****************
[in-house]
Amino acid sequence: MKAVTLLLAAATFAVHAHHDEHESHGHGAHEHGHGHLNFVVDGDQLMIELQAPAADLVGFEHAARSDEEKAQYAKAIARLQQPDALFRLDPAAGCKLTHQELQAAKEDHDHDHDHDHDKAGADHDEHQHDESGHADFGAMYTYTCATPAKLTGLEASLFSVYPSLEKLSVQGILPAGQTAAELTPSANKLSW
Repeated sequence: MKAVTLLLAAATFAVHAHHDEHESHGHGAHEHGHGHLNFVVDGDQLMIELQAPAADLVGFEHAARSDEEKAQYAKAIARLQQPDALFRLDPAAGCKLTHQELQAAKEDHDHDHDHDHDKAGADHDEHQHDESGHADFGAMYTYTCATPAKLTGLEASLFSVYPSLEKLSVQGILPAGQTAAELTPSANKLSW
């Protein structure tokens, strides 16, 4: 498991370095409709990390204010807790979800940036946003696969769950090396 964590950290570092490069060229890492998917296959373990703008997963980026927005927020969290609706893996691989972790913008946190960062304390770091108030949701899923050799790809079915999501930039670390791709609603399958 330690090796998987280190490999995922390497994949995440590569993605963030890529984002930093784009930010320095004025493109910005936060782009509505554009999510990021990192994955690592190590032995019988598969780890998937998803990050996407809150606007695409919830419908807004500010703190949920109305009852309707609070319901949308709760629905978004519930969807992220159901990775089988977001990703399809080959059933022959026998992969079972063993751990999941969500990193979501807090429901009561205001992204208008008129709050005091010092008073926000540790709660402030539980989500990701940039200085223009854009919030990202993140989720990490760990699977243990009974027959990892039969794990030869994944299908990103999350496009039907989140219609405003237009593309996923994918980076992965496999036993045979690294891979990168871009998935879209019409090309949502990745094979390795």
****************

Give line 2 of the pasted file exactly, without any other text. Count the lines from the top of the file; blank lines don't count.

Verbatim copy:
Amino acid sequence: MKAVTLLLAAATFAVHAHHDEHESHGHGAHEHGHGHLNFVVDGDQLMIELQAPAADLVGFEHAARSDEEKAQYAKAIARLQQPDALFRLDPAAGCKLTHQELQAAKEDHDHDHDHDHDKAGADHDEHQHDESGHADFGAMYTYTCATPAKLTGLEASLFSVYPSLEKLSVQGILPAGQTAAELTPSANKLSW